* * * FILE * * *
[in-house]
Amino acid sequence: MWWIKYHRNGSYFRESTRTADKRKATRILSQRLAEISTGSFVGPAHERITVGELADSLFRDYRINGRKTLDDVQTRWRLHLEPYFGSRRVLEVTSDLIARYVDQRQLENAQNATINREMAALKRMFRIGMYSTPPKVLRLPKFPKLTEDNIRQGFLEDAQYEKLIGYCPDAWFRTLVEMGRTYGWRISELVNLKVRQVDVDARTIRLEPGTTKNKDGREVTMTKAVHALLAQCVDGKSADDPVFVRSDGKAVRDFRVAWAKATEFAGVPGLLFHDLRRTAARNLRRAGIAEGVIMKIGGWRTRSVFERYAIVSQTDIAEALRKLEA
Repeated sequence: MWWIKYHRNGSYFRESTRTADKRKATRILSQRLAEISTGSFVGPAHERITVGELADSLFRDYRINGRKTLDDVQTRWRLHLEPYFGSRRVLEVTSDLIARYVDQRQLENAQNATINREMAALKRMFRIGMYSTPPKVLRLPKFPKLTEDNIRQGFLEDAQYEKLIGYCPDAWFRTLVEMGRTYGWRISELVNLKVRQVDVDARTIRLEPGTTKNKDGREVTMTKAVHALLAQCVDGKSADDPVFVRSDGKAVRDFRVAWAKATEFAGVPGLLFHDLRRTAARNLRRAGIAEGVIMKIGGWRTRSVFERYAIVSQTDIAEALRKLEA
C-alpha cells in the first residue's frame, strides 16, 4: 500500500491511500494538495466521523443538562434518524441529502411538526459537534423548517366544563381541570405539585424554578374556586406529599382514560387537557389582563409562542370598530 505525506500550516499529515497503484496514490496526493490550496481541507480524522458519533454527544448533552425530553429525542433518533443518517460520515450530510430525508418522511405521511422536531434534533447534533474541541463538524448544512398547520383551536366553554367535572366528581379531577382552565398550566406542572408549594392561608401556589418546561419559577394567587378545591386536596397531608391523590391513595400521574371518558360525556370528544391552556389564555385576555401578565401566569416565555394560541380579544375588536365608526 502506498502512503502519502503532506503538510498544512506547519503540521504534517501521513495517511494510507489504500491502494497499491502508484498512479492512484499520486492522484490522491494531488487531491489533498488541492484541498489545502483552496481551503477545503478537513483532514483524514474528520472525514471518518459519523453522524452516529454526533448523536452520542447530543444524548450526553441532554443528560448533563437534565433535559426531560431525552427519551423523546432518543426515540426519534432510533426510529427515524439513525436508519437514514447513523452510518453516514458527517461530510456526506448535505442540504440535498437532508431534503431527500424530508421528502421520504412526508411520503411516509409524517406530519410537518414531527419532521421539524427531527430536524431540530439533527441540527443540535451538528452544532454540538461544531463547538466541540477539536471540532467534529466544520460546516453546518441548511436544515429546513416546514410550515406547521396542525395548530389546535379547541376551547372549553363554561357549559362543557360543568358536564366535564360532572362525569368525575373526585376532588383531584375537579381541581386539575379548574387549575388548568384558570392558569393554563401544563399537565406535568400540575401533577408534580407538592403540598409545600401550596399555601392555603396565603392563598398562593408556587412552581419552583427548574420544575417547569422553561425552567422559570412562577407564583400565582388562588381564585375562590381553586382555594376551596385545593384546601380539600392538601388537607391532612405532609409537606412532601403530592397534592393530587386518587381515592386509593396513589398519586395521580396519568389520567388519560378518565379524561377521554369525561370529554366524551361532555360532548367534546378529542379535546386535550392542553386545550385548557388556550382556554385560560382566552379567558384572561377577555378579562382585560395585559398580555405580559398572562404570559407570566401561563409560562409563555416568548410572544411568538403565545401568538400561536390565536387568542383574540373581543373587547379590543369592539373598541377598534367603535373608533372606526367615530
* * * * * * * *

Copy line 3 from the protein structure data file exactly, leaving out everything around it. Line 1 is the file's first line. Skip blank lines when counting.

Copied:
Repeated sequence: MWWIKYHRNGSYFRESTRTADKRKATRILSQRLAEISTGSFVGPAHERITVGELADSLFRDYRINGRKTLDDVQTRWRLHLEPYFGSRRVLEVTSDLIARYVDQRQLENAQNATINREMAALKRMFRIGMYSTPPKVLRLPKFPKLTEDNIRQGFLEDAQYEKLIGYCPDAWFRTLVEMGRTYGWRISELVNLKVRQVDVDARTIRLEPGTTKNKDGREVTMTKAVHALLAQCVDGKSADDPVFVRSDGKAVRDFRVAWAKATEFAGVPGLLFHDLRRTAARNLRRAGIAEGVIMKIGGWRTRSVFERYAIVSQTDIAEALRKLEA